What I’m curious is - how many reputable theme authors on WordPress.org and businesses releasing WordPress.org themes were contacted with regards to the change?
What makes these authors reputable? The number of downloads on WordPress.org? The number of sales they make through their shops? The number of themes they have on WordPress.org? Their visibility in the community?
You can only get a reputation by being actively involved in the platform on which you base your business.
If you review themes, attend the meetings, read and comment (with constructive feedback) on the Make/Themes blog,… you will be accepted as a member of the community. And if your arguments make sense, people will follow you.
Now of course this means that you have to invest a lot of time into being a part of the WPTRT. But if the WordPress.org repository is so vital to the survival of your business, why wouldn’t you invest this time?
Was there any “board” discussing how is this change going to affect the community and the existing businesses?
This guideline change was discussed during a meeting in a public chat room. These chats happen the same time every week, they are announced on a public blog, with an agenda.
How much more transparency do you want?
A common complain about the WPTRT in the past has been the “back room talk” or the suggestion that there is some kind of evil agenda. The WPTRT has undergone a lot of changes in the last couple of months, and transparency has been a big effort.
Suggesting to have “boards”, with seats that are assigned to “reputed” developers makes no sense. The last thing a community driven project should do is restrict participation, and listen to the commercial interests of a small but vocal minority.
Unregulated restrictions like this one may very well hurt businesses or close entire shops. If anyone thinks that I’m over-exaggerating, then you haven’t run a business with people dependent on someone’s regulations, reviews and decisions.
Whose decision was it to base your business on a platform you don’t control?
As far as I know, WordPress.org never lured anybody into submitting themes by promising financial gains from doing so. If you make money from your themes, that is great. But that’s not what the WordPress.org theme repository is about.
Of course I can sympathize with how frustrating it can be having to deal with a platform you don’t control. But if you don’t want to have to deal with this, then don’t do it. Go out on your own, like countless other shops do, and you are free to do whatever you want.
Because if the WordPress.org repository is such a horrible place to be, why do these businesses continue to submit themes?
I think the answer is simple. Their business model is based on having a free theme, which contains up sell messages. These messages then lead users to the shop of the business, where they can buy the commercial version of the theme.
So in essence, these businesses use WordPress.org to drive traffic to their shops. They could obtain this traffic through other means, blogging, social media, sponsoring, paid ads,… But I guess that having a theme in the repository is less work and results in more benefits? Not really sure.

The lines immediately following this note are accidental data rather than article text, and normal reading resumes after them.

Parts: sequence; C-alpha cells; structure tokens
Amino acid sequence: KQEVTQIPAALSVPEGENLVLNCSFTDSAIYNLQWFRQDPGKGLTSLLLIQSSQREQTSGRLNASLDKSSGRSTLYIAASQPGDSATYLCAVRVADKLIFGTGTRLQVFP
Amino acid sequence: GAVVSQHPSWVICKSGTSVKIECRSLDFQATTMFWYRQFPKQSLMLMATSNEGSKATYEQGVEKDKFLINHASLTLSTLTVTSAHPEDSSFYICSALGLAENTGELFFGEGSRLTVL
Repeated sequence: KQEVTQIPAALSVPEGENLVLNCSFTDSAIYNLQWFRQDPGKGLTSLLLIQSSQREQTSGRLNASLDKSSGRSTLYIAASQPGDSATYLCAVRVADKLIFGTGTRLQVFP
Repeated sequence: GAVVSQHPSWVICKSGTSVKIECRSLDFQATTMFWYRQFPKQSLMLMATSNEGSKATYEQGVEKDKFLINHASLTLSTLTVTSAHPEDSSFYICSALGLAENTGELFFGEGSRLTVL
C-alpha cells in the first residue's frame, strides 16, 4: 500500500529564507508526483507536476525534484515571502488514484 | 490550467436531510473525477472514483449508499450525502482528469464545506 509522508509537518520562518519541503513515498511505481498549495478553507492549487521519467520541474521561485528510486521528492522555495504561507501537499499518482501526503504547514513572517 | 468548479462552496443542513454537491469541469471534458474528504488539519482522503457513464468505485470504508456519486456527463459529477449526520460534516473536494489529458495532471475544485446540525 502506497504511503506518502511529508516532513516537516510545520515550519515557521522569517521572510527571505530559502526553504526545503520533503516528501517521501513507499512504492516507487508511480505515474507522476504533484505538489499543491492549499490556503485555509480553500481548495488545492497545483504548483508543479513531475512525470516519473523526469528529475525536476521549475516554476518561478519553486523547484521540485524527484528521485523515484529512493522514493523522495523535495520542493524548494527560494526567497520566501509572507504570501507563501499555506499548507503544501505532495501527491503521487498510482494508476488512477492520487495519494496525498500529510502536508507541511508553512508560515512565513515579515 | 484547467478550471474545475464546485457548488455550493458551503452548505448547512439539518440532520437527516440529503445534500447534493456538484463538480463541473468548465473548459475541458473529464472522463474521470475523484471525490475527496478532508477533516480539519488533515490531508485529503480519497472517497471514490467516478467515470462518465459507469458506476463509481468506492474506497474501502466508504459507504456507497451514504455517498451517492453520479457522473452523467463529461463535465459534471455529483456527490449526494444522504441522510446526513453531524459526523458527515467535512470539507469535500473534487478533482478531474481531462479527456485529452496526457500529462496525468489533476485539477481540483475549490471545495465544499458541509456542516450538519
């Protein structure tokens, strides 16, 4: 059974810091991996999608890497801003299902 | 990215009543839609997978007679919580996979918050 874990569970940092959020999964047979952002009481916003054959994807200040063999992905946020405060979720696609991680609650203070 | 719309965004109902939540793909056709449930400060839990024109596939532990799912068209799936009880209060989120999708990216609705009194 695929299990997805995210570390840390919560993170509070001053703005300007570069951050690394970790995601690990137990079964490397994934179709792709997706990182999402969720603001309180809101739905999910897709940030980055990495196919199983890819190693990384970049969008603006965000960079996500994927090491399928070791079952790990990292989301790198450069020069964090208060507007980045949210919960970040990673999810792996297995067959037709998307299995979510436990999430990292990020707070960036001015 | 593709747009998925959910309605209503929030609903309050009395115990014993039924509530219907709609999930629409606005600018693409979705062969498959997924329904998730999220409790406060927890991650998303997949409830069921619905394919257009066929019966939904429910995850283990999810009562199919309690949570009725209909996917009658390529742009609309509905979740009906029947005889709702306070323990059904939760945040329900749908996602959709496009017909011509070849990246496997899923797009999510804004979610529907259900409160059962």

Also I hear a lot of threats of quitting WordPress.org. What alternatives are there? ThemeForest for sure.
The only problem is that the themes on ThemeForest have a much, much higher design quality. That’s something you really can’t blame on any guidelines.
Additionally, I think that a lot of people would be hard pressed to develop the kind of features that ThemeForest themes offer. Because creating a page builder is not easy. And creating a good one is really, really difficult.
So instead, people choose to stay and whine and complain. Which is fine, as long as you don’t attack any people, or put conspiracy theories into the world of how Automattic wants to screw you out of the couple grand you make a month selling themes.
Because some of the complaints are ridiculous. You can’t really tell everyone that doesn’t want to hear about it how you made a gazillion dollars with your themes, how you brought literally billions of new users to WordPress, while at the same time whining that your business is getting destroyed by the WPTRT, Automattic, the forces of evil and the world in general.
Because the reality is that no matter where you sell, and what you sell, the theme market has evolved. It is no longer sufficient to cobble together a half way decent theme and sell it. Those times are over.
Theme shops today need to put the premium back into premium themes. That means focussing on the needs of a precise niche, with excellent design, excellent code, great performance, lots of clearly written documentation, video walkthroughs, and customization tutorials. You need to offer 24/7 support, themes readily translated into different languages by professional translators, compatibility with popular plugins,…
With ThemeForest having announced plans a while ago to offer support tokens, and other theme shops making paid support a big part of their revenue, simply selling is not enough. Your product has to be compelling enough for users to keep using it for a long while. Because that’s where the money is in those cases: users that pay for updates and support, without costing you much in terms of both.
There isn’t a magical recipe for making money with themes, no less then there is with plugins. Yet in both markets, there are companies that flourish, even without the WordPress.org repository.
In the end as a business you got to be flexible, try different things and see where they lead. If people would invest their time into that instead of venting in comments, there businesses would be much better off.